'Freedom' competition Judge's Report


By Jude Aquilina

I felt privileged to be the judge for a competition with such an important and inspiring theme as FREEDOM. Thank you to all the poets who entered – you reminded me of the many different forms that freedom can take. These included: freedom from war; freedom of speech and thought; freedom in retirement and through travel; through bushwalking and horse riding; freedom from a refugee’s point of view; freedom in nature; freedom from abuse, racism and ageism; freedom through religion and freedom through zen; freedom in self-sufficiency and going off the grid; even freedom in death from suffering and freedom to reunite with loved ones in the afterlife. Congratulations to the competition organisers for choosing such a wide-ranging and thought-provoking theme.

The quality of the poetry was extremely high, in every section, making my job as judge difficult. Many more poems than I can mention deserve praise. And I was especially thrilled to read so many amazing poems by school students. I know the future of poetry is in good hands.


In the Primary School Section I chose four poems to Commend:

· Feeling Free (1) Lorena Burford - Horizon Christian School

· Freedom (18) Amelie Kowald – Domino Servite College

· Camping Moment (3) Sophie Manuel - Horizon Christian School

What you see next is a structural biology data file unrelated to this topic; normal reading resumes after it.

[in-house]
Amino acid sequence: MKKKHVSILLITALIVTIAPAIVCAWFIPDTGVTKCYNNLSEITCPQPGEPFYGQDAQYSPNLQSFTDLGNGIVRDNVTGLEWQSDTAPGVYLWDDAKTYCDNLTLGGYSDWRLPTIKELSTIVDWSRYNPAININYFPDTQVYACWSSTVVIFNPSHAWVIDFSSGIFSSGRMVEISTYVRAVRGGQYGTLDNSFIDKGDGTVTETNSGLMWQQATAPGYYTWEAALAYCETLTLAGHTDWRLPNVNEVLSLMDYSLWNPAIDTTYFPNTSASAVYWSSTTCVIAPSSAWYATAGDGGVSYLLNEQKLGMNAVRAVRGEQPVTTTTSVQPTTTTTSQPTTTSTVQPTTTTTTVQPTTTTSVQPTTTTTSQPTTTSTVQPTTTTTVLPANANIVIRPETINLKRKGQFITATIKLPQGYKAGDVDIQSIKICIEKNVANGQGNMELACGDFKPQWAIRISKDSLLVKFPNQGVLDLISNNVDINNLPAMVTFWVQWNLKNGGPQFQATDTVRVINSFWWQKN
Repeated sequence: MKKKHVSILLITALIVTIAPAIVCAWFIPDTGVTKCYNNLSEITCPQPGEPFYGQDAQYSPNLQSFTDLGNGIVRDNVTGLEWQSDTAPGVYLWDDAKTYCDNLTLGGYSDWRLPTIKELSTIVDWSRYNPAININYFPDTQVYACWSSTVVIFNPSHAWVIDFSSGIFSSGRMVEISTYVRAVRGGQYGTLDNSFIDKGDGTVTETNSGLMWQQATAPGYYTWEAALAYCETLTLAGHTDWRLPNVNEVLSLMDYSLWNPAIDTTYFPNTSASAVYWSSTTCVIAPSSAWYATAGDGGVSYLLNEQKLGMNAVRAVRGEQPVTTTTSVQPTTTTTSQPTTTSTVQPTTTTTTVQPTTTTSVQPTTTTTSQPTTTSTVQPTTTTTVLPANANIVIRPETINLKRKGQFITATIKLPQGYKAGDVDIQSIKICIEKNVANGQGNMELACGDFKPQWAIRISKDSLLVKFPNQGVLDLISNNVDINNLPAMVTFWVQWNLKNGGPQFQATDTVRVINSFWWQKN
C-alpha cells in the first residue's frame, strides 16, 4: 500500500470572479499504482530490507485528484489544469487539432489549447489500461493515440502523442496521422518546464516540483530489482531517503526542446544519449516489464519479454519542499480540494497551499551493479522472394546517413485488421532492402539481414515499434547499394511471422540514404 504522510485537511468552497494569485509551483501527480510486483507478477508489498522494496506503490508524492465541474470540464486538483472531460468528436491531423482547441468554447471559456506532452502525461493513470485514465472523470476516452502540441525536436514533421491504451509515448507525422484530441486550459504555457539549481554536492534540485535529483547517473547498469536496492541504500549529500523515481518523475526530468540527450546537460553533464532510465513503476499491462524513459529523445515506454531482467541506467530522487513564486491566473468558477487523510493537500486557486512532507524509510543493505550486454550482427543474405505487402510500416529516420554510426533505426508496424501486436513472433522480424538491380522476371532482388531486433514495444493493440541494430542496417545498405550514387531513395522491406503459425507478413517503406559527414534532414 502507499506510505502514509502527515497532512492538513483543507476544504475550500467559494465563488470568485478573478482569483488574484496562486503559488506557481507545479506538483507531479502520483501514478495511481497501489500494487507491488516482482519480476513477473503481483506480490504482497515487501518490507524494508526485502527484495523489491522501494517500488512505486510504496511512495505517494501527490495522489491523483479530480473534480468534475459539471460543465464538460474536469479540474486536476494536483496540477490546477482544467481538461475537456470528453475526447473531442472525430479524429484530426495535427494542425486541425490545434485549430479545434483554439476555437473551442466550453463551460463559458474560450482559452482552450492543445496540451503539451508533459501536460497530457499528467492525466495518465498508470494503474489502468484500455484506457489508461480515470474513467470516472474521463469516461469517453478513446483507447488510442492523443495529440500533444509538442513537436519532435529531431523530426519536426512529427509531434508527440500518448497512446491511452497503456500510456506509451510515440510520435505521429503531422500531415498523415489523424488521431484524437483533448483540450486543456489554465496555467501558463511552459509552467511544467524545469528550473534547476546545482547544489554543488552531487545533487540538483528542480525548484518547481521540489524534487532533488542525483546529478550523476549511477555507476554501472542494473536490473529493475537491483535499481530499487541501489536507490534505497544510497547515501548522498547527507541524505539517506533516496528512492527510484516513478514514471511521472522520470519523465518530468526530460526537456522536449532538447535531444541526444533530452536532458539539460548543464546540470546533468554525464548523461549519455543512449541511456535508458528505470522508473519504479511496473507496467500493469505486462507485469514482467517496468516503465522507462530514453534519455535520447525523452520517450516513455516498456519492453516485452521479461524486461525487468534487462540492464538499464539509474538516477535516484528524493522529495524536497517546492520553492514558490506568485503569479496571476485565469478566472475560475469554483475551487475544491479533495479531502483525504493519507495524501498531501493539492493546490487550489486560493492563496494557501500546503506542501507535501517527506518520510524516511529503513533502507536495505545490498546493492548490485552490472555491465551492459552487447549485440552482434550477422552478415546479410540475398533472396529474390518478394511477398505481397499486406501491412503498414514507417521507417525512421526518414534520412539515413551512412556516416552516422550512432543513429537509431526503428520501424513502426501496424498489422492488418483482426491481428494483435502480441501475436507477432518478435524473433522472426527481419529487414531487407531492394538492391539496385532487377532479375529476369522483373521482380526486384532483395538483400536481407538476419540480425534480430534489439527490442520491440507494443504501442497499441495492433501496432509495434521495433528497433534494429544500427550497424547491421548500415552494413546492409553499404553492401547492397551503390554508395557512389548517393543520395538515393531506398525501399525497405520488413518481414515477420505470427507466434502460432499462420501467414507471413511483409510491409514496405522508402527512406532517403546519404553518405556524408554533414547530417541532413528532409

· Waking up on Saturday (8) Benjamin Trinkle – Domino Servite College

And I chose the poem The Freedom to Read (17) to Highly Commend Kezia Ziegelmann – Domino Servite College

For Third Prize, I chose a poem titled Charlotte and her eggs (6) Alexandra Hill – Tea Tree Gully Primary School – a clever and unusual poem, with rich poetic language and apt use of the senses.

For Second Prize, I chose the poem titled Freedom in Science (14) Wesley Trinkle – Domino Servite College – this enthusiastic account of the freedom, wonder and creativity in science, had me thinking and kept me smiling. This young poet has captured the thrill and passion in engaging in creative thoughts and experiments.

First Prize goes to a poem titled Freedom for me (16) Brandon George – Domino Servite College - a beautiful and vivid poem about finding freedom in the Australian countryside, when, I quote, ‘the evening shines like brass’. With images like this, I was transported me to another place. Congratulations to a poet with a talent for painting word-scapes!


In the Secondary School Section I chose three poems to Commend:

· The Beautiful Word (25) Amal TlaaOur Lady of the Sacred Heart College